2 Years after quitting weed

Postby breakfree1985 » Sun Mar 06, 2016 1:33 am

I have to start by saying that I thought i would be in a much better place by now but that could be due to my own discipline to stay completely drug free. I say 2 years but in that 2 years I have done a few lines of cocaine and had a couple little tokes of a spliff. I admit i was weak in these times I have faced the darkest periods of my life and was chasing a relief in which I never got.

Apart from these little slip ups, I have remained quite healthy, hitting the gym 4 to 5 days a weeks, sticking to a healthy diet. There have been periods I have not drank alcohol for up to 8 months to see if that would relieve symptoms with hardly any noticeable benefits apart from not waking up without a hangover.

I am currently at the point of no alcohol as well as recently just eliminated caffeine out of my diet as the 3rd year is meant to be the best year in terms of full recovery. I am pessimistic about it to be fair. I mean there has been progress made but i am no where near the person I use to be before drugs took over my life.

In the beginning I had all of the symptoms that paws fill you with, but now I feel I am just left with a very damaged me.
I have been to the darkest lowest times where suicide was looking like the only option and I was seriously considering it. I persevered and got through that extremely tough time. Now I am still left with depression, not the manic type, just the feeling of a really low mood all the time and no enthusiasm for life.

The biggest problem for me is my loss of personality, I use to be a fun guy with a good sense of humor, now i struggle to connect with people and the issue with cognitive function makes me feel like a complete retard. I am extremely slow and takes me time to respond to people but even if it takes time I struggle to find words and string together a coherent sentence. My memory is terrible which contributes to my bad communication skills.

These lingering symptoms of bad memory, impaired cognitive issues and brain fog have left me with rather low self esteem and no confidence what so ever. I was a personal trainer for quite a few years and studied extensively about nutrition and I can't remember a thing about it. It would be great to know this is part of the healing process and its going to get better but i can't stop thinking this is me now and I have to get use to it.

I have challenged myself with different jobs to try improve how i am but nothing has really worked. Will have to see what happens over the next 12 months.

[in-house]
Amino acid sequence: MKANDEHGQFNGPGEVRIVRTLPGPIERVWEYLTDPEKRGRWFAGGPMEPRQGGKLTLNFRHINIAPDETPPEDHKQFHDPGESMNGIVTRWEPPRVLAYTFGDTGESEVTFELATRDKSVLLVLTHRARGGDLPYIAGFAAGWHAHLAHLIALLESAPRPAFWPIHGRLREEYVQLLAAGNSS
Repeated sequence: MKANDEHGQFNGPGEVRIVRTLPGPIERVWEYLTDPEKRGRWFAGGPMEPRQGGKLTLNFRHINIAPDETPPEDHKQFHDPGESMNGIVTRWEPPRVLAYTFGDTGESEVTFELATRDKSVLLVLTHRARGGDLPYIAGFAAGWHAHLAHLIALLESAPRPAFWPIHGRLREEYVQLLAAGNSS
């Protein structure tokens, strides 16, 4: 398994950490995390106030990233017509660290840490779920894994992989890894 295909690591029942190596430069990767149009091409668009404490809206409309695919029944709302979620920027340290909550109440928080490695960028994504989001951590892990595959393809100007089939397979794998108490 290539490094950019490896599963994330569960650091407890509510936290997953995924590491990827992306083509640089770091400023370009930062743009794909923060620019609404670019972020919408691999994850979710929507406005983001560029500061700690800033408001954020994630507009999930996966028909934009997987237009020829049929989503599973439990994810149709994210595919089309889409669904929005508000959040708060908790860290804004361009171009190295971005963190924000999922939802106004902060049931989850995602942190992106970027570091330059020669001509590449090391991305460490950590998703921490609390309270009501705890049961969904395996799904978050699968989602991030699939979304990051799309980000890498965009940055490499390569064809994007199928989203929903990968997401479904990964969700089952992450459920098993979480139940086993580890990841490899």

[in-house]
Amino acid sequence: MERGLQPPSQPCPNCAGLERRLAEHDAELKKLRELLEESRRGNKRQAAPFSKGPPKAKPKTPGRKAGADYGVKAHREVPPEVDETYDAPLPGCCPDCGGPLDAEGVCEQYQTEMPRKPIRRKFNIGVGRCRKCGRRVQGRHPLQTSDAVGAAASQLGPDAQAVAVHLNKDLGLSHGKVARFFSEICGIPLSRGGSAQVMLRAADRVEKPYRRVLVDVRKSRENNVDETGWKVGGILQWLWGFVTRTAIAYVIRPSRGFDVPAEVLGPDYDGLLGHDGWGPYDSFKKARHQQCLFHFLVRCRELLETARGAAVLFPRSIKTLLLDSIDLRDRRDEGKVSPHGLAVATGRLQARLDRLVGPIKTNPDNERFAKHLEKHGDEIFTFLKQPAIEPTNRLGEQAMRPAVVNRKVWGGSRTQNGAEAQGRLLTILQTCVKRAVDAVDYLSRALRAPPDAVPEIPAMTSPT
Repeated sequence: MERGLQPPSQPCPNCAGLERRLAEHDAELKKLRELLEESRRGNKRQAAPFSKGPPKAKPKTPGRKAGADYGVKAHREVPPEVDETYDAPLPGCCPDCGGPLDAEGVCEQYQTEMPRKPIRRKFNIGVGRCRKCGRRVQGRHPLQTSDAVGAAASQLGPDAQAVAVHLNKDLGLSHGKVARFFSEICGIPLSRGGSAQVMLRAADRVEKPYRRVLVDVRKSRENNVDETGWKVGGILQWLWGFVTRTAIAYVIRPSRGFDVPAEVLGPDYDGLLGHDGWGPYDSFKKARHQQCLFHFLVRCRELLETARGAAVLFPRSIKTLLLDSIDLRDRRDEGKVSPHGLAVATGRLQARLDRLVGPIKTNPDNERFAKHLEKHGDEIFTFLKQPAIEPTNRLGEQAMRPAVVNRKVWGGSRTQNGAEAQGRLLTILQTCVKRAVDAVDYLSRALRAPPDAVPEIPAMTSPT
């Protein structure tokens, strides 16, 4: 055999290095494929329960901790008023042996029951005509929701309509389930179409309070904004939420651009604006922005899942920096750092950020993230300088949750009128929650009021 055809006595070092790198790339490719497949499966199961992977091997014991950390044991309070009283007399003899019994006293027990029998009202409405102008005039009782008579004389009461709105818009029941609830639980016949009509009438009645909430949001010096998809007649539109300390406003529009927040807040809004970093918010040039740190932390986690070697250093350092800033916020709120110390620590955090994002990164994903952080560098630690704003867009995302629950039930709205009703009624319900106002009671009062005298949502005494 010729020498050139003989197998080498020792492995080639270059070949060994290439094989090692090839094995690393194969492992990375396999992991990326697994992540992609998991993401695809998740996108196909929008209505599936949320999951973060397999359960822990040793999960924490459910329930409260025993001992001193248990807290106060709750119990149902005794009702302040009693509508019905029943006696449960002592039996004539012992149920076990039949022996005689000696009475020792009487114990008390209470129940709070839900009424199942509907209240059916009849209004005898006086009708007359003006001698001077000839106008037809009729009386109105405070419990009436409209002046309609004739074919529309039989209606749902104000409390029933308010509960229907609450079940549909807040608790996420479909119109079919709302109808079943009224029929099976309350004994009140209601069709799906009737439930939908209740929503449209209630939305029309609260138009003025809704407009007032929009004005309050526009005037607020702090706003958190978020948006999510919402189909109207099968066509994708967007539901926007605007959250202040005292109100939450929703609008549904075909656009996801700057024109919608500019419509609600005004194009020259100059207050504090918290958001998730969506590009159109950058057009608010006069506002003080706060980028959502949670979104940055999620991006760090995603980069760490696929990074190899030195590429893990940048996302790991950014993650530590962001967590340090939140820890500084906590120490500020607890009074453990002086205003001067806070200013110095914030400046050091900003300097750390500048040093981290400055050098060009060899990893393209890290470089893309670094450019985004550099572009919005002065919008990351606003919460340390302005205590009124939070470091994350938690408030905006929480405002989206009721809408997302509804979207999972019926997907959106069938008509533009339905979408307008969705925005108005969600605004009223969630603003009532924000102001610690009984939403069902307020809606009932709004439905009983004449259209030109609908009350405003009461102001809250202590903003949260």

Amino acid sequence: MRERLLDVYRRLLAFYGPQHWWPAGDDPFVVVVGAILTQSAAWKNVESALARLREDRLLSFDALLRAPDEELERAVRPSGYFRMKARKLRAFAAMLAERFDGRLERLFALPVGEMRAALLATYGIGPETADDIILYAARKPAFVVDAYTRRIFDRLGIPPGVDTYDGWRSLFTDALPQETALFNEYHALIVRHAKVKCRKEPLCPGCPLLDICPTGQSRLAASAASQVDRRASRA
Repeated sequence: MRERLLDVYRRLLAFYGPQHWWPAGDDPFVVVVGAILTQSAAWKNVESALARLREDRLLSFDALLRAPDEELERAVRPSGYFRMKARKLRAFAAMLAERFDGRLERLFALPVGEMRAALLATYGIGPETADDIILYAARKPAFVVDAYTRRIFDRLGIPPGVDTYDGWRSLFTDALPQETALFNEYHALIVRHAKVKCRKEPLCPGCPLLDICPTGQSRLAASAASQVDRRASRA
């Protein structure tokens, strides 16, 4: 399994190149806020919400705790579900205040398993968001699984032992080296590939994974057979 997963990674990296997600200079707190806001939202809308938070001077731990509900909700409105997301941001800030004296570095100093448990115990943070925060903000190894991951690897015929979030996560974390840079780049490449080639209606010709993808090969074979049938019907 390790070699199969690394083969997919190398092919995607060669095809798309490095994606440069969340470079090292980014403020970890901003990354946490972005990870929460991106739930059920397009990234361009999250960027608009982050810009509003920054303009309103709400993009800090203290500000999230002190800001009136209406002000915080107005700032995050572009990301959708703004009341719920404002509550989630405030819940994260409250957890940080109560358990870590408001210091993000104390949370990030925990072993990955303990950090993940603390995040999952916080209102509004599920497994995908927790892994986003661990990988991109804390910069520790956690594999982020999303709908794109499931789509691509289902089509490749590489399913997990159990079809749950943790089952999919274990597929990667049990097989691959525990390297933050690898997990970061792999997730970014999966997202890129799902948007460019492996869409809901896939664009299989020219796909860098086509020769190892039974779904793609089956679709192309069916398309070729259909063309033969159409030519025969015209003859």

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#1

Postby Davinci » Sun Mar 06, 2016 2:26 pm

I'm 19 months sober and I have the same problems that you have.

Have you already tried looking for a mental health professional? In my case they didn't help at all, but some people seems to get better after treatment.

My doctor said that it's possible that I had develop dysthymia and that weed could be the trigger. Dysthymia is like a chronic depression that never really goes away, google the symptons and see if you think you can have this.

I feel you man. In those 19 months sober I only had 4-5 days where I felt 100% depression free, with a lot of hopes and optimistic, and I don't think that those days are a sign of healing from PAWS, but just days where the depression doesn't hit me so hard.

I hope that it's not the case for you, but if after 3 years sober you still feel those symptons it's a good choise to look for mental health professional.

Let me ask you. Did you had "good days?" Where you felt completly back to your normal self?
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#2

Postby breakfree1985 » Sun Mar 06, 2016 11:30 pm

Hi Davinci,

Congrats on making it this far and sorry to hear your feeling the way you are.

I have thought about speaking to a medical professional but one of the main things that put me off is the advocating of anti depressants, yes they do help some people but from my research, majority of the time it seems to make people worse in the long term, For me it is like replacing one drug with another.

I know how hard the struggle is to be in a perpetual black cloud and see how everyone around you seems so happy, for me it feels like i just don't fit in, but in saying that I applied for a job in Spain as an English teacher and worked there for 3 months. I still suffered with depression but there were days or maybe not days but periods throughout the day where i felt completely depression free and felt like my old self.

So to answer your question i would have to say yes there were days that I felt good. If in another year it is still prevalent I will definitely seek a professional.